I was still staring into Rebecca’s dead, frosted over eyes, when the shovel caved in the back of her skull and exploded out of her face. I saw vividly the shards of her once blue eyes now spraying in all directions. Bits of something dark and thick spattered onto the window and stuck there. One of the frayed, faded ribbons was caught in the sludge on the window. It stayed there, and I knew it would freeze there and remain a grisly memento until some spring rainstorm washed it away
Jason stomped away from the window, never noticing me staring at the girl whose dead eyes had been staring back at me. Suddenly I wondered when it would end, when I wouldn’t have to mutilate and destroy the corpses of people I loved anymore, when there would be no more running over toddlers, caving in teachers’ skulls and no more stench of death and decay.
I couldn’t do it anymore; I couldn’t wrap my head around it. I simply could not erase the remnants of one more person I knew. Yet my body got up, without my permission, and went about saying good morning and eating breakfast. My mouth went over plans and crude city maps all while my brain screamed for surcease.
I must have pulled it off because the others never said anything or even gave me any odd looks as we set out to the mall, the town could have been keeping their attention I guess. There were thousands of those things, almost all frozen solid, I was grateful for the snow. Every plow blade full of snow we swept aside revealed bits and pieces of people I’d once known, though the snow was merciful in hiding most of it. I watched familiar hands and faces churned up and fractured and knew I couldn’t stay here anymore.
I started to get slightly obsessed with this project; I drove all of us too hard. We worked for 14 hours straight every day for almost two weeks before we were done. But after two weeks we had cleared most of the town and built some rather respectable walls with the help of the junkyard and a car smashing machine of some sort. We had even managed to clear out the only grocery store and most of the restaurants. We had caches of food, improvised weapons, and survival gear all over town by the time we were done.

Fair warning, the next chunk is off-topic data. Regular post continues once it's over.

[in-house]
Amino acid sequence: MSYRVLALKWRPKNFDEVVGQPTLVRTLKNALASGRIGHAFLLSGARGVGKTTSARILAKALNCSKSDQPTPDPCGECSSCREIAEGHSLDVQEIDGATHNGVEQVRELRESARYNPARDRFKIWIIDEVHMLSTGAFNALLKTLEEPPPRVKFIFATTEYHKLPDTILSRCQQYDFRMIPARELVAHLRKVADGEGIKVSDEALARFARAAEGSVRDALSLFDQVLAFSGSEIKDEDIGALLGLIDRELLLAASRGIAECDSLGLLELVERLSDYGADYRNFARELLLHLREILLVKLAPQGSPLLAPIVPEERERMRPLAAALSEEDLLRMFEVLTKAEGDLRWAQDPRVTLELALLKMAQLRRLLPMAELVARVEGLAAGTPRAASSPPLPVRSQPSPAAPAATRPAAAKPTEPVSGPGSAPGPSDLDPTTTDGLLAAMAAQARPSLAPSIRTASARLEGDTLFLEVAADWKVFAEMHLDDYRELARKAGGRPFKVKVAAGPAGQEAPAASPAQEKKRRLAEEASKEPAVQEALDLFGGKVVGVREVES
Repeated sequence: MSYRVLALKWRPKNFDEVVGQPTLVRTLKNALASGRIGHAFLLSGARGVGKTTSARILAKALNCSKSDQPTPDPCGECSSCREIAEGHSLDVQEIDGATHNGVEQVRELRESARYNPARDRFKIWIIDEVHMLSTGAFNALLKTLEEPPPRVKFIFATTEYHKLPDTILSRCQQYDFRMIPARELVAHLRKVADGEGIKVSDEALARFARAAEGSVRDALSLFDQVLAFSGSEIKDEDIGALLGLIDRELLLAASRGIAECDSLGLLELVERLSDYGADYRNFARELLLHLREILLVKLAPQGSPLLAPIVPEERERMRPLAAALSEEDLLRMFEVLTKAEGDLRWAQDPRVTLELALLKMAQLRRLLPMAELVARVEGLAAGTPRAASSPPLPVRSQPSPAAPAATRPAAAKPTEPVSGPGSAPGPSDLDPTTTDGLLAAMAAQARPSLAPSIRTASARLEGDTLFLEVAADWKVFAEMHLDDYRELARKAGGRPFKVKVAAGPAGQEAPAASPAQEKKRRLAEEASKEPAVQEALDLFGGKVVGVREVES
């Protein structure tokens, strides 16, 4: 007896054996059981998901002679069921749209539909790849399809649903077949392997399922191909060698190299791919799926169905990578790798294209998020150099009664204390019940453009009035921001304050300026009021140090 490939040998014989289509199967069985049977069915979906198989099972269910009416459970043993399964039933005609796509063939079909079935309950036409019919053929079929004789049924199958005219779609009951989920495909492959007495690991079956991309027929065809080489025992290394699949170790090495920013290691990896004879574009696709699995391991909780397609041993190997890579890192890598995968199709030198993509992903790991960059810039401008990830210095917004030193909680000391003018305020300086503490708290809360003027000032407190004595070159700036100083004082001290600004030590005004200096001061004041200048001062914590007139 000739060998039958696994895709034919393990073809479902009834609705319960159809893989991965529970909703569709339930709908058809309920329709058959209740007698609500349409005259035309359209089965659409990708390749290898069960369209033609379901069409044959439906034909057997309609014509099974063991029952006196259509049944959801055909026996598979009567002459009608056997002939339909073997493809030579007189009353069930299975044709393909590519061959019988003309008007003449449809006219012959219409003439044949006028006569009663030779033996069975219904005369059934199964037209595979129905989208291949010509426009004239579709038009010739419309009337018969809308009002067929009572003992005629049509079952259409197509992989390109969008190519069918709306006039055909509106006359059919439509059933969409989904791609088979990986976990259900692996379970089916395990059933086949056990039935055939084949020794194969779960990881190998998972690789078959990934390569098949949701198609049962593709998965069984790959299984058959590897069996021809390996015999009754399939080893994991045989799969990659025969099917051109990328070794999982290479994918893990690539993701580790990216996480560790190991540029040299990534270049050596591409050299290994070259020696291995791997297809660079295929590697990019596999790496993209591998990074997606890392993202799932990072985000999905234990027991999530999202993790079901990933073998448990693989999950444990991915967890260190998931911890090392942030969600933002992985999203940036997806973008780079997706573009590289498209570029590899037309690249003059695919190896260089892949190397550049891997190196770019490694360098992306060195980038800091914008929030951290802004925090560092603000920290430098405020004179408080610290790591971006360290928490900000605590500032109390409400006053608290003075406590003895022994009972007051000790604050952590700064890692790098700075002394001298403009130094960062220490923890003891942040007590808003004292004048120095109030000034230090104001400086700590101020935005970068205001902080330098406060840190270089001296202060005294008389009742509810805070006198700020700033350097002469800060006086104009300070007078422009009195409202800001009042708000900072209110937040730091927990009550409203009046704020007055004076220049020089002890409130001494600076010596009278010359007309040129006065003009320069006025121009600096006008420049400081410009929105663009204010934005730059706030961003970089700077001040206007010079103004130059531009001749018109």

The mall had been the worst. So many people had been there when it all started. And it looked like a few had tried to survive there after the dead walked. From all appearances they hadn’t lasted long. The only non-risen corpses we found were those of seventeen children, each with a bullet hole in their little foreheads. There was one other, a teenage boy. I didn’t know who he was because he’d blown his own face off. They were barricaded in a storage room behind Pier One.
But our amazing progress came at a price, at the price of any friendship and respect I’d ever earned from Molly and Jason. I nagged, and yelled and criticized. I was demanding and pedantic, and I started to hate myself too, I certainly didn’t blame them for doing it.
But I had to get it finished. I had to get it done so I could leave, so I wouldn’t have to look at the walking remains of friends and family and people that weren’t friends or family, but I recognized all the same. I simply could not do it anymore. We were hauling bodies into a pottery store we planned on burning and stacking them like gruesome displays when I realized I had just tossed an infant about Annie’s age onto a eight foot high pile of corpses. I finally lost it, screaming and crying and breaking things.
I didn’t even notice what I was sitting on when I ended up collapsing on the slowly thawing corpse of the caddy from the yacht club. Molly wrapped me in her arms and let me cry. By the time I looked up, it was dark again and Jason was picking off the few zombies I’d attracted with my rather noisy tantrum.
Jason finished off the last two stragglers with his shovel and turned to Molly, gesturing for her to get me into the truck. He was just opening his mouth to speak when blood burst from his shoulder and sprayed onto my face.